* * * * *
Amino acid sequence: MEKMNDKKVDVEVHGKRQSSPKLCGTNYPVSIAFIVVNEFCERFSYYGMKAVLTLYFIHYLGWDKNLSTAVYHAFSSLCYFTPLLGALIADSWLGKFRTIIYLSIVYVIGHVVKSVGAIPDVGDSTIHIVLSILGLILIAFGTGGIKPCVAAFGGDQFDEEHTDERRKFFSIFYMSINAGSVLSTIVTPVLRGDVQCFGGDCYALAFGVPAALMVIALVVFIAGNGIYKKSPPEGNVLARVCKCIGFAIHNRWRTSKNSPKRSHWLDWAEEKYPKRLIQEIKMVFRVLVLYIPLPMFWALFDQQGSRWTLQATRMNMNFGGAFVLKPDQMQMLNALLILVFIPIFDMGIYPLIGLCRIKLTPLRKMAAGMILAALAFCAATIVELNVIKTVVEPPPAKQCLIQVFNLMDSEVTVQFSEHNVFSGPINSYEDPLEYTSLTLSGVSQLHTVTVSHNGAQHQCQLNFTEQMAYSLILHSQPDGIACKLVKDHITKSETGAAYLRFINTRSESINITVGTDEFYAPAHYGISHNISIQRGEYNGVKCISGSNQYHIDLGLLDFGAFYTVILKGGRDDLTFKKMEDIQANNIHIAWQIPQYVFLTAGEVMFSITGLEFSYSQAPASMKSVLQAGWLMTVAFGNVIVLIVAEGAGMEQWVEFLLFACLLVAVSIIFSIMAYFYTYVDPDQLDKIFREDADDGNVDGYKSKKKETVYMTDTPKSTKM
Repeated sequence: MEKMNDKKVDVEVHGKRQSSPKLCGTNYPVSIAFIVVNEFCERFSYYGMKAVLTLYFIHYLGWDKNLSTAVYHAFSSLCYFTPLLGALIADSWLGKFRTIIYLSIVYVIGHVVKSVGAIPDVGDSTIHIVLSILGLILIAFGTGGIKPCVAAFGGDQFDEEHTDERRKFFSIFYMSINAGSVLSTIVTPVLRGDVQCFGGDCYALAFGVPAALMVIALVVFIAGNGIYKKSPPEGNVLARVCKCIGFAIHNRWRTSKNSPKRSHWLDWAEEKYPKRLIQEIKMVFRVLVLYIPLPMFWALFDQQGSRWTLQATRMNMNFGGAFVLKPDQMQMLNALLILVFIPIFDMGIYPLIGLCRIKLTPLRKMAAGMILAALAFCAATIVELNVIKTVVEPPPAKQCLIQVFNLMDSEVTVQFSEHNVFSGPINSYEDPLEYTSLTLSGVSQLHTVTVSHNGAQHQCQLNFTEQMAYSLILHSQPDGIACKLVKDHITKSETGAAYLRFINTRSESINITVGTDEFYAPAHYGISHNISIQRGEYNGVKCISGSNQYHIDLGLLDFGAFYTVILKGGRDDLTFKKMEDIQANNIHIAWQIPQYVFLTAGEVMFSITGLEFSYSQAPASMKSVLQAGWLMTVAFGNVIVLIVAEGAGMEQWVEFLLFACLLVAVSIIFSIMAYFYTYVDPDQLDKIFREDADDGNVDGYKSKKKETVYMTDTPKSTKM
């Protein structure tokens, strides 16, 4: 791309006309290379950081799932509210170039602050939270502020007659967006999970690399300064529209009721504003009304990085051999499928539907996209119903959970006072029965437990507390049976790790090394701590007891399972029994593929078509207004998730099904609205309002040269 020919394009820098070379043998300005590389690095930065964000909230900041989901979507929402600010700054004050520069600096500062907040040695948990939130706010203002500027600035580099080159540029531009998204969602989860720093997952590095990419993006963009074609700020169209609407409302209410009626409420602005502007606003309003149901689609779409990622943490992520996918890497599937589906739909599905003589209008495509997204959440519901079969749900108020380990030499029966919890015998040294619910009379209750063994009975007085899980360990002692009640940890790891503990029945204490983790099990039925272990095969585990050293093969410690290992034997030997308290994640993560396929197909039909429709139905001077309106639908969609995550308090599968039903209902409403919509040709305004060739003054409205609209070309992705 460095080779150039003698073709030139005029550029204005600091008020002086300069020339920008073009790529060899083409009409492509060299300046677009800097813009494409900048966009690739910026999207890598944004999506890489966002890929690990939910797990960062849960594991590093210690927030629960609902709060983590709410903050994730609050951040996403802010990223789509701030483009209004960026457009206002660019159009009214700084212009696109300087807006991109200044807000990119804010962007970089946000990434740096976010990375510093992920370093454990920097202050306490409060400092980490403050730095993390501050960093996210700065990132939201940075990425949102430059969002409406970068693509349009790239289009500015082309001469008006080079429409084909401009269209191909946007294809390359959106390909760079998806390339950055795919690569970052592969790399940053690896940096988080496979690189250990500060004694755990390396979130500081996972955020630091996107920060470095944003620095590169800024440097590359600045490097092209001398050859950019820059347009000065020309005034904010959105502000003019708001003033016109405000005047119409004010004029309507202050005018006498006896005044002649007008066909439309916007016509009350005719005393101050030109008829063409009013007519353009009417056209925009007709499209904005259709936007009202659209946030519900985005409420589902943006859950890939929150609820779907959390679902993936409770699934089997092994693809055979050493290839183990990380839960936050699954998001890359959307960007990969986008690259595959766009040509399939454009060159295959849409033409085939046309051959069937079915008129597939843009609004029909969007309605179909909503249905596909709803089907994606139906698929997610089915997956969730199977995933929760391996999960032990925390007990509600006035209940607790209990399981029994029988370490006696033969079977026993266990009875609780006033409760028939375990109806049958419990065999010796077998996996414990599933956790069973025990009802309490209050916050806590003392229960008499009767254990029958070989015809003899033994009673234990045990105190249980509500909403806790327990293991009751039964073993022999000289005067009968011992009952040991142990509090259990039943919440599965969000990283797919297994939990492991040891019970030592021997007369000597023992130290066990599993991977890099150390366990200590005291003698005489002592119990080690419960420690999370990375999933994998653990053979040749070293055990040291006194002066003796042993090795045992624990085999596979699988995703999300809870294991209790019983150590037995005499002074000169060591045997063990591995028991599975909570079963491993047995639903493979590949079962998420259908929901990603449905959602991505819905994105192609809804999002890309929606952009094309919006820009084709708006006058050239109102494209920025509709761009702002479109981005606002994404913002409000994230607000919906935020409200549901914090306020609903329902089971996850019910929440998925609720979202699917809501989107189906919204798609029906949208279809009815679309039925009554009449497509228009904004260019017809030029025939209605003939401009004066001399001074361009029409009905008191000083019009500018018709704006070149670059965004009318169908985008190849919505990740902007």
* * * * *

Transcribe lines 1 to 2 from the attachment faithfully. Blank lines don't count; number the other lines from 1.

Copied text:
Amino acid sequence: MEKMNDKKVDVEVHGKRQSSPKLCGTNYPVSIAFIVVNEFCERFSYYGMKAVLTLYFIHYLGWDKNLSTAVYHAFSSLCYFTPLLGALIADSWLGKFRTIIYLSIVYVIGHVVKSVGAIPDVGDSTIHIVLSILGLILIAFGTGGIKPCVAAFGGDQFDEEHTDERRKFFSIFYMSINAGSVLSTIVTPVLRGDVQCFGGDCYALAFGVPAALMVIALVVFIAGNGIYKKSPPEGNVLARVCKCIGFAIHNRWRTSKNSPKRSHWLDWAEEKYPKRLIQEIKMVFRVLVLYIPLPMFWALFDQQGSRWTLQATRMNMNFGGAFVLKPDQMQMLNALLILVFIPIFDMGIYPLIGLCRIKLTPLRKMAAGMILAALAFCAATIVELNVIKTVVEPPPAKQCLIQVFNLMDSEVTVQFSEHNVFSGPINSYEDPLEYTSLTLSGVSQLHTVTVSHNGAQHQCQLNFTEQMAYSLILHSQPDGIACKLVKDHITKSETGAAYLRFINTRSESINITVGTDEFYAPAHYGISHNISIQRGEYNGVKCISGSNQYHIDLGLLDFGAFYTVILKGGRDDLTFKKMEDIQANNIHIAWQIPQYVFLTAGEVMFSITGLEFSYSQAPASMKSVLQAGWLMTVAFGNVIVLIVAEGAGMEQWVEFLLFACLLVAVSIIFSIMAYFYTYVDPDQLDKIFREDADDGNVDGYKSKKKETVYMTDTPKSTKM
Repeated sequence: MEKMNDKKVDVEVHGKRQSSPKLCGTNYPVSIAFIVVNEFCERFSYYGMKAVLTLYFIHYLGWDKNLSTAVYHAFSSLCYFTPLLGALIADSWLGKFRTIIYLSIVYVIGHVVKSVGAIPDVGDSTIHIVLSILGLILIAFGTGGIKPCVAAFGGDQFDEEHTDERRKFFSIFYMSINAGSVLSTIVTPVLRGDVQCFGGDCYALAFGVPAALMVIALVVFIAGNGIYKKSPPEGNVLARVCKCIGFAIHNRWRTSKNSPKRSHWLDWAEEKYPKRLIQEIKMVFRVLVLYIPLPMFWALFDQQGSRWTLQATRMNMNFGGAFVLKPDQMQMLNALLILVFIPIFDMGIYPLIGLCRIKLTPLRKMAAGMILAALAFCAATIVELNVIKTVVEPPPAKQCLIQVFNLMDSEVTVQFSEHNVFSGPINSYEDPLEYTSLTLSGVSQLHTVTVSHNGAQHQCQLNFTEQMAYSLILHSQPDGIACKLVKDHITKSETGAAYLRFINTRSESINITVGTDEFYAPAHYGISHNISIQRGEYNGVKCISGSNQYHIDLGLLDFGAFYTVILKGGRDDLTFKKMEDIQANNIHIAWQIPQYVFLTAGEVMFSITGLEFSYSQAPASMKSVLQAGWLMTVAFGNVIVLIVAEGAGMEQWVEFLLFACLLVAVSIIFSIMAYFYTYVDPDQLDKIFREDADDGNVDGYKSKKKETVYMTDTPKSTKM